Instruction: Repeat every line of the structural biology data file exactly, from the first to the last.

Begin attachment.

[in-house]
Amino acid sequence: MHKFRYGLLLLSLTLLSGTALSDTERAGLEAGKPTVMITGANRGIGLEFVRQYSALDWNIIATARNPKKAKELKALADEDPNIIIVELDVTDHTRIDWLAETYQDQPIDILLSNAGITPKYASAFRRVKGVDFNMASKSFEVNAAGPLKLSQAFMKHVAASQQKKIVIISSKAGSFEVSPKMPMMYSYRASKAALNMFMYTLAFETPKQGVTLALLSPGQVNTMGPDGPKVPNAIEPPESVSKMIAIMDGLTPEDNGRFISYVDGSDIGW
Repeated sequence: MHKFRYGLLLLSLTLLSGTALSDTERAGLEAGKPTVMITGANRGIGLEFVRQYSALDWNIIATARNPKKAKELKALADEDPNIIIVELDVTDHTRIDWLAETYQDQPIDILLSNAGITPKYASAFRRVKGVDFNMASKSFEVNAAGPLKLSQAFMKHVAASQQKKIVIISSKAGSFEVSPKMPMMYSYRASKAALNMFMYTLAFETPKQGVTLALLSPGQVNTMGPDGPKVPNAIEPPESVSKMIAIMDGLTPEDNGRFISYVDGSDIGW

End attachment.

[in-house]
Amino acid sequence: MHKFRYGLLLLSLTLLSGTALSDTERAGLEAGKPTVMITGANRGIGLEFVRQYSALDWNIIATARNPKKAKELKALADEDPNIIIVELDVTDHTRIDWLAETYQDQPIDILLSNAGITPKYASAFRRVKGVDFNMASKSFEVNAAGPLKLSQAFMKHVAASQQKKIVIISSKAGSFEVSPKMPMMYSYRASKAALNMFMYTLAFETPKQGVTLALLSPGQVNTMGPDGPKVPNAIEPPESVSKMIAIMDGLTPEDNGRFISYVDGSDIGW
Repeated sequence: MHKFRYGLLLLSLTLLSGTALSDTERAGLEAGKPTVMITGANRGIGLEFVRQYSALDWNIIATARNPKKAKELKALADEDPNIIIVELDVTDHTRIDWLAETYQDQPIDILLSNAGITPKYASAFRRVKGVDFNMASKSFEVNAAGPLKLSQAFMKHVAASQQKKIVIISSKAGSFEVSPKMPMMYSYRASKAALNMFMYTLAFETPKQGVTLALLSPGQVNTMGPDGPKVPNAIEPPESVSKMIAIMDGLTPEDNGRFISYVDGSDIGW